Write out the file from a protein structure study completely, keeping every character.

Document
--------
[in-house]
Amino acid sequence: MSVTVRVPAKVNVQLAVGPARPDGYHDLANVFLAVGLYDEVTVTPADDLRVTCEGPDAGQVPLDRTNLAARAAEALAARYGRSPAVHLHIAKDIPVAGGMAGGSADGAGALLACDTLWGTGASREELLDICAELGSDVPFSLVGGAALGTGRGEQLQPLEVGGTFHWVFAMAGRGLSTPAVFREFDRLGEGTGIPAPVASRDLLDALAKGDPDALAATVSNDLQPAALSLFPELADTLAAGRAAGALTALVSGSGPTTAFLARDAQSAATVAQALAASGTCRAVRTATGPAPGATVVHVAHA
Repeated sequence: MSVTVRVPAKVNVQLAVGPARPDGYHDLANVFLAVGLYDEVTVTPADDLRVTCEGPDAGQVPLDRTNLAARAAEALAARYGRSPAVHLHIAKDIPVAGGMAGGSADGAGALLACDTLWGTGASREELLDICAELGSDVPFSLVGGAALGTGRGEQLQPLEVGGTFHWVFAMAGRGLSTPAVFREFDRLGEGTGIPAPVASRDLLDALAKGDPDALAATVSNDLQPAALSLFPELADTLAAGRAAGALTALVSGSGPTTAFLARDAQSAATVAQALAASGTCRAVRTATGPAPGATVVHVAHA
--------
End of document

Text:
[in-house]
Amino acid sequence: MSVTVRVPAKVNVQLAVGPARPDGYHDLANVFLAVGLYDEVTVTPADDLRVTCEGPDAGQVPLDRTNLAARAAEALAARYGRSPAVHLHIAKDIPVAGGMAGGSADGAGALLACDTLWGTGASREELLDICAELGSDVPFSLVGGAALGTGRGEQLQPLEVGGTFHWVFAMAGRGLSTPAVFREFDRLGEGTGIPAPVASRDLLDALAKGDPDALAATVSNDLQPAALSLFPELADTLAAGRAAGALTALVSGSGPTTAFLARDAQSAATVAQALAASGTCRAVRTATGPAPGATVVHVAHA
Repeated sequence: MSVTVRVPAKVNVQLAVGPARPDGYHDLANVFLAVGLYDEVTVTPADDLRVTCEGPDAGQVPLDRTNLAARAAEALAARYGRSPAVHLHIAKDIPVAGGMAGGSADGAGALLACDTLWGTGASREELLDICAELGSDVPFSLVGGAALGTGRGEQLQPLEVGGTFHWVFAMAGRGLSTPAVFREFDRLGEGTGIPAPVASRDLLDALAKGDPDALAATVSNDLQPAALSLFPELADTLAAGRAAGALTALVSGSGPTTAFLARDAQSAATVAQALAASGTCRAVRTATGPAPGATVVHVAHA